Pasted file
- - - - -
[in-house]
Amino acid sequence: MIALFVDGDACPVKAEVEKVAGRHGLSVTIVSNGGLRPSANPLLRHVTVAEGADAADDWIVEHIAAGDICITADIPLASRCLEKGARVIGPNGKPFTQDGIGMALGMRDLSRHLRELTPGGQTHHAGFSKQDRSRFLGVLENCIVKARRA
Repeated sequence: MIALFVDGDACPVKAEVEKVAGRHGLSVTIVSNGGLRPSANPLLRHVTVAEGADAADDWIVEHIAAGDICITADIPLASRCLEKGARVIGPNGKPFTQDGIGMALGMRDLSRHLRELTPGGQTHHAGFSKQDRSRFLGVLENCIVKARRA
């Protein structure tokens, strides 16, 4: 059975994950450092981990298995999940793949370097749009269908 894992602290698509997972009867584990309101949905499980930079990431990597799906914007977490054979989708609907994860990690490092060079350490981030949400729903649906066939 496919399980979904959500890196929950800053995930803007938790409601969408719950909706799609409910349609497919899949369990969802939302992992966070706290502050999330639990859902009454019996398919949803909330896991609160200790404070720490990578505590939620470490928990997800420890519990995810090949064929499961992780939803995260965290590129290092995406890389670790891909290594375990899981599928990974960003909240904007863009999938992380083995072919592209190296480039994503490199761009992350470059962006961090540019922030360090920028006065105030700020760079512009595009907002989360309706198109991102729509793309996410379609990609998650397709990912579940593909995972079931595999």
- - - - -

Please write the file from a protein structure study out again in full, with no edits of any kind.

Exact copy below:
[in-house]
Amino acid sequence: MIALFVDGDACPVKAEVEKVAGRHGLSVTIVSNGGLRPSANPLLRHVTVAEGADAADDWIVEHIAAGDICITADIPLASRCLEKGARVIGPNGKPFTQDGIGMALGMRDLSRHLRELTPGGQTHHAGFSKQDRSRFLGVLENCIVKARRA
Repeated sequence: MIALFVDGDACPVKAEVEKVAGRHGLSVTIVSNGGLRPSANPLLRHVTVAEGADAADDWIVEHIAAGDICITADIPLASRCLEKGARVIGPNGKPFTQDGIGMALGMRDLSRHLRELTPGGQTHHAGFSKQDRSRFLGVLENCIVKARRA
């Protein structure tokens, strides 16, 4: 059975994950450092981990298995999940793949370097749009269908 894992602290698509997972009867584990309101949905499980930079990431990597799906914007977490054979989708609907994860990690490092060079350490981030949400729903649906066939 496919399980979904959500890196929950800053995930803007938790409601969408719950909706799609409910349609497919899949369990969802939302992992966070706290502050999330639990859902009454019996398919949803909330896991609160200790404070720490990578505590939620470490928990997800420890519990995810090949064929499961992780939803995260965290590129290092995406890389670790891909290594375990899981599928990974960003909240904007863009999938992380083995072919592209190296480039994503490199761009992350470059962006961090540019922030360090920028006065105030700020760079512009595009907002989360309706198109991102729509793309996410379609990609998650397709990912579940593909995972079931595999």